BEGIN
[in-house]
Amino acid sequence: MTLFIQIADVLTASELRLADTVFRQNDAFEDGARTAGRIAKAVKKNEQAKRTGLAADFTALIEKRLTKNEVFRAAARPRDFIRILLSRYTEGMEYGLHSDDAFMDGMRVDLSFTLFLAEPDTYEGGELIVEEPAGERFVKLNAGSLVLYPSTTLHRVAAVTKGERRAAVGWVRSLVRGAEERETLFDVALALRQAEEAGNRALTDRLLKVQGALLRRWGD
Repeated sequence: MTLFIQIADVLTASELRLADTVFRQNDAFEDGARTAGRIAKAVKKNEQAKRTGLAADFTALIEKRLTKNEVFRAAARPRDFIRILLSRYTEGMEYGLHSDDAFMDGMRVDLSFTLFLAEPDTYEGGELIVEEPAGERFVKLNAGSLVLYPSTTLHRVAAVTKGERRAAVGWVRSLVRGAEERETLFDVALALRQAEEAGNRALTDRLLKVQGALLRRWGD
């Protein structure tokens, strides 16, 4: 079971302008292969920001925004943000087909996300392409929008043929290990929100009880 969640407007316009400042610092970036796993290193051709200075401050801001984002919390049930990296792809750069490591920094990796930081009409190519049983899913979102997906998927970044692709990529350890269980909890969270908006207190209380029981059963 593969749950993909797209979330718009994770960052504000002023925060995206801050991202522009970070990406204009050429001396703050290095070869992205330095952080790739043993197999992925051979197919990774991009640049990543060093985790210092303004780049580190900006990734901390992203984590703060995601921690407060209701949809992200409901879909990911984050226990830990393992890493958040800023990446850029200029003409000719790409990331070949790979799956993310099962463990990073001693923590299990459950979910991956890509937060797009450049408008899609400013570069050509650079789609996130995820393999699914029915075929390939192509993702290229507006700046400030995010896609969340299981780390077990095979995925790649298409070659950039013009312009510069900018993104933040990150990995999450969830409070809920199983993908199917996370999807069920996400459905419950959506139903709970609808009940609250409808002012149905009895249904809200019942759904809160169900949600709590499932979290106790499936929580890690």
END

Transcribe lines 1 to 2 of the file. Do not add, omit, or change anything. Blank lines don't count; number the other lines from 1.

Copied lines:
[in-house]
Amino acid sequence: MTLFIQIADVLTASELRLADTVFRQNDAFEDGARTAGRIAKAVKKNEQAKRTGLAADFTALIEKRLTKNEVFRAAARPRDFIRILLSRYTEGMEYGLHSDDAFMDGMRVDLSFTLFLAEPDTYEGGELIVEEPAGERFVKLNAGSLVLYPSTTLHRVAAVTKGERRAAVGWVRSLVRGAEERETLFDVALALRQAEEAGNRALTDRLLKVQGALLRRWGD